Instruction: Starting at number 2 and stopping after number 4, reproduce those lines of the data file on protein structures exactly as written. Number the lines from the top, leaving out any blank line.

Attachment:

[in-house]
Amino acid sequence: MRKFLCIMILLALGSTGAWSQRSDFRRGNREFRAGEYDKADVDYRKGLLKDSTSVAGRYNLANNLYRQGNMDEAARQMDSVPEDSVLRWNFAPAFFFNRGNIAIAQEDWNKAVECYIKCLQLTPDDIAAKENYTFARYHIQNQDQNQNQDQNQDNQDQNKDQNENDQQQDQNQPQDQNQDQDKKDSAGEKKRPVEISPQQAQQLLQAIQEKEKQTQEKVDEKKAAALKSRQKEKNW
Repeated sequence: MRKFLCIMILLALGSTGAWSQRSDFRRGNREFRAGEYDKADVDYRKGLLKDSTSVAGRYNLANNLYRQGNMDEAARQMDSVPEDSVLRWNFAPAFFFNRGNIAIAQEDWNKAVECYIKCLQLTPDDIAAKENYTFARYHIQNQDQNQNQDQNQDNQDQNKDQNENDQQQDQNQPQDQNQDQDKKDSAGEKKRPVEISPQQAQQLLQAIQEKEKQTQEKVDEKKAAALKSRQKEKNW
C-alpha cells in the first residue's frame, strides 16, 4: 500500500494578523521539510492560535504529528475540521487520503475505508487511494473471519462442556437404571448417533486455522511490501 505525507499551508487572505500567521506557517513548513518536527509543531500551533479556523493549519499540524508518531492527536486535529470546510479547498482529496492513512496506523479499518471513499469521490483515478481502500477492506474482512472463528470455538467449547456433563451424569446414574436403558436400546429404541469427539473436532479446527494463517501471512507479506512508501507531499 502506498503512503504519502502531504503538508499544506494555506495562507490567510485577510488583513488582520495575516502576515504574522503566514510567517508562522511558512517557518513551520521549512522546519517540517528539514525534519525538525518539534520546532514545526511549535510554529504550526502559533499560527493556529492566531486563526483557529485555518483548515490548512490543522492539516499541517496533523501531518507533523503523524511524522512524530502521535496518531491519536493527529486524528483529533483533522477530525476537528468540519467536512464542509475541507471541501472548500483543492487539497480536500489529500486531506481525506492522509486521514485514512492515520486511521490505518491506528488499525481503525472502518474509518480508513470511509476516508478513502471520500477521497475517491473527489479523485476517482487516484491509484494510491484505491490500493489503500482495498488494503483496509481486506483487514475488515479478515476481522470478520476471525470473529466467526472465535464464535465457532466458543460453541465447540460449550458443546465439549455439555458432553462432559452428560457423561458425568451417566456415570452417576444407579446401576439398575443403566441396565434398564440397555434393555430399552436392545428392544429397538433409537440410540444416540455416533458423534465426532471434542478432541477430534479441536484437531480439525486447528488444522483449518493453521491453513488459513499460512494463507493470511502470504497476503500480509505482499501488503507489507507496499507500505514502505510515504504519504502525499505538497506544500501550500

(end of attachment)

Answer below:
Amino acid sequence: MRKFLCIMILLALGSTGAWSQRSDFRRGNREFRAGEYDKADVDYRKGLLKDSTSVAGRYNLANNLYRQGNMDEAARQMDSVPEDSVLRWNFAPAFFFNRGNIAIAQEDWNKAVECYIKCLQLTPDDIAAKENYTFARYHIQNQDQNQNQDQNQDNQDQNKDQNENDQQQDQNQPQDQNQDQDKKDSAGEKKRPVEISPQQAQQLLQAIQEKEKQTQEKVDEKKAAALKSRQKEKNW
Repeated sequence: MRKFLCIMILLALGSTGAWSQRSDFRRGNREFRAGEYDKADVDYRKGLLKDSTSVAGRYNLANNLYRQGNMDEAARQMDSVPEDSVLRWNFAPAFFFNRGNIAIAQEDWNKAVECYIKCLQLTPDDIAAKENYTFARYHIQNQDQNQNQDQNQDNQDQNKDQNENDQQQDQNQPQDQNQDQDKKDSAGEKKRPVEISPQQAQQLLQAIQEKEKQTQEKVDEKKAAALKSRQKEKNW
C-alpha cells in the first residue's frame, strides 16, 4: 500500500494578523521539510492560535504529528475540521487520503475505508487511494473471519462442556437404571448417533486455522511490501 505525507499551508487572505500567521506557517513548513518536527509543531500551533479556523493549519499540524508518531492527536486535529470546510479547498482529496492513512496506523479499518471513499469521490483515478481502500477492506474482512472463528470455538467449547456433563451424569446414574436403558436400546429404541469427539473436532479446527494463517501471512507479506512508501507531499 502506498503512503504519502502531504503538508499544506494555506495562507490567510485577510488583513488582520495575516502576515504574522503566514510567517508562522511558512517557518513551520521549512522546519517540517528539514525534519525538525518539534520546532514545526511549535510554529504550526502559533499560527493556529492566531486563526483557529485555518483548515490548512490543522492539516499541517496533523501531518507533523503523524511524522512524530502521535496518531491519536493527529486524528483529533483533522477530525476537528468540519467536512464542509475541507471541501472548500483543492487539497480536500489529500486531506481525506492522509486521514485514512492515520486511521490505518491506528488499525481503525472502518474509518480508513470511509476516508478513502471520500477521497475517491473527489479523485476517482487516484491509484494510491484505491490500493489503500482495498488494503483496509481486506483487514475488515479478515476481522470478520476471525470473529466467526472465535464464535465457532466458543460453541465447540460449550458443546465439549455439555458432553462432559452428560457423561458425568451417566456415570452417576444407579446401576439398575443403566441396565434398564440397555434393555430399552436392545428392544429397538433409537440410540444416540455416533458423534465426532471434542478432541477430534479441536484437531480439525486447528488444522483449518493453521491453513488459513499460512494463507493470511502470504497476503500480509505482499501488503507489507507496499507500505514502505510515504504519504502525499505538497506544500501550500